Nigeria: July 2024 Update


July 2, 2024: In northeast Borno States female Boko Haram suicide bombers, set off their explosives at a wedding and then a funeral, leaving 32 dead and 42 wounded. Boko Haram became active in Borno during 2009 and since then have killed over 40,000 while two million were driven from their homes.

Another consistent security problem is the lack of an effective national police force. Since the 19 th Century there have been sporadic efforts to create a modern, reliable, honest and effective Nigerian national police force. All those efforts have failed and the current national police are still known for their corruption, brutality and ineffectiveness rather than effective policing. This has led to numerous local vigilante groups appearing when needed because of a local crisis. In many other cases the army is sent to restore order but does not stay because Nigerian law does not allow the military to replace the police on a permanent basis. Moreover, soldiers are trained for combat, not full time policing of neighborhoods in towns and cities as well as rural villages.

The military is active in fighting large outbreaks of banditry and terrorism. For example, in northwestern Katsina State, the air force responded to reports of a major Islamic terrorist raid on a group of rural villages as well as a local army base. Dozens of structures were being looted and set on fire. Local police and army forces were alerted but the air force arrived first and saw the fires and detected the Islamic terrorists fleeing on motorcycles and in vehicles. The air force confirmed the presence of the fleeing terrorists and attacked, killing at least 8o Islamic terrorists and attacking some of the rural camps they were living in. The air force and ground forces don’t always have this much success when responding to reports of attacks. But in this instance the timing and location of the attacks resulted in heavy losses for the Islamic terrorists.

In most of Nigeria there has been less Islamic terrorist violence since 2020 as these terrorist groups faded away while tribal violence became responsible for most casualties. The Islamic terror groups’ main activity was staying alive, and they did so via banditry. In some parts of Nigeria, like Katsina State, the Islamic terrorist activity quietly grew. But when there was a major attack, the military was able to respond forcefully and decisively.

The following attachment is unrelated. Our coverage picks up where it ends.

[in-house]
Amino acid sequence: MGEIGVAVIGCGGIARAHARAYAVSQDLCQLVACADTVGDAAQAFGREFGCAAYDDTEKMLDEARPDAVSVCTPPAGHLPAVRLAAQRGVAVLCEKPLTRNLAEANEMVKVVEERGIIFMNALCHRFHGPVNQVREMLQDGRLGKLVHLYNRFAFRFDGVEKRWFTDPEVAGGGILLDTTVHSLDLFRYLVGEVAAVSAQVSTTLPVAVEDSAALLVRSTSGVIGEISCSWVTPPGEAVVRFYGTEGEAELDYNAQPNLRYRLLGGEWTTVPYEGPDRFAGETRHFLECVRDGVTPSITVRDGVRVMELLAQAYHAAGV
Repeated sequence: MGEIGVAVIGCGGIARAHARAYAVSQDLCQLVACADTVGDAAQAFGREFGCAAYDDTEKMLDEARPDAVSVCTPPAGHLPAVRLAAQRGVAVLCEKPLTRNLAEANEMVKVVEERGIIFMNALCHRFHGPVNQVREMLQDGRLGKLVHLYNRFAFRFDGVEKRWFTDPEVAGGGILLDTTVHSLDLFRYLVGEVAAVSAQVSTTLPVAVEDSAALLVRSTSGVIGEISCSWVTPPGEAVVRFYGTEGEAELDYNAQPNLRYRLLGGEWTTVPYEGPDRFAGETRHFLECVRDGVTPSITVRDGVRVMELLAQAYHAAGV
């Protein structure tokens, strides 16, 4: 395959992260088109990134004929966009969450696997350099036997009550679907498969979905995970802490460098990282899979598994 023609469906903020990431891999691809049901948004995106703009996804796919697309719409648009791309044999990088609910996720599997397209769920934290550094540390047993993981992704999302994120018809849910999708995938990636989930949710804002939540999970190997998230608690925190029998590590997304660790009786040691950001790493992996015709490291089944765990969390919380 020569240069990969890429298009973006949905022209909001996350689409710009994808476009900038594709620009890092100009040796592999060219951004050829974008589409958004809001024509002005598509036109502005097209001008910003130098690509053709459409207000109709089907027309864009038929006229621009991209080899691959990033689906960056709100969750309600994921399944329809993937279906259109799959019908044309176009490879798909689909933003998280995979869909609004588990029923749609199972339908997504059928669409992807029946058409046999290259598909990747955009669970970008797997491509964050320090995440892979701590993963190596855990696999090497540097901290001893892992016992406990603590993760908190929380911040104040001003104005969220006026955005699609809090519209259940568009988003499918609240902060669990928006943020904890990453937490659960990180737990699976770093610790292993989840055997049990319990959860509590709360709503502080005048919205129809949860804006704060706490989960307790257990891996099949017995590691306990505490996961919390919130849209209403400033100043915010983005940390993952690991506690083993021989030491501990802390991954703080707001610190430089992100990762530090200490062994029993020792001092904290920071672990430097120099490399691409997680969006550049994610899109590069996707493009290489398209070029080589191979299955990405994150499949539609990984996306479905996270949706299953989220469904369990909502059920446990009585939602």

Back in 2004, Islamic terrorist violence in the northeast appeared and created some lasting problems. There are still millions of refugees plus substantial economic damage in the northeast (Borno State), where it all began. There seems to be no end in sight because of the local corruption, but more competent leadership in the security forces reduced the violence. All this was caused by a local group of Taliban wannabes calling themselves Boko Haram. Their activity in the capital of Borno State grew for a decade until in 2014 it seemed unstoppable. It took over a year for the government to finally muster sufficient military strength to cripple but not destroy Boko Haram. This did not get much media attention outside Africa, even though in 2014 Boko Haram killed more people than ISIL did in Syria and Iraq. The main reason for Boko Haram gains in 2014 and 2015 was corruption in the army, which severely crippled effective counterterror efforts.

By itself Boko Haram was too small to have much impact on a national scale but the inability to deal with this problem put a spotlight on the corruption that has hobbled all progress in Nigeria for decades. A new president was elected in 2023 and made considerable progress in changing the corruption. This included problems with tribal feuds and growing unrest throughout the country. This has been especially bad down south in the Niger River Delta region which was where most of the petroleum extraction took place. Violence against oil facilities continues, in part because local politicians and business leaders were part of the oil theft business. Northern Moslems want more control over the federal government and the oil money. In northern and central Nigeria, you have increasing violence as nomadic Moslem herders move south and clash with largely Christian farmers over land use and water supplies. For the last few years these tribal feuds have killed more people than Boko Haram. The situation is still capable of sliding into regional civil wars, over money and political power. Corruption and ethnic/tribal/religious rivalries threaten to trigger, at worse, another civil war and, at least, more street violence and public anger.




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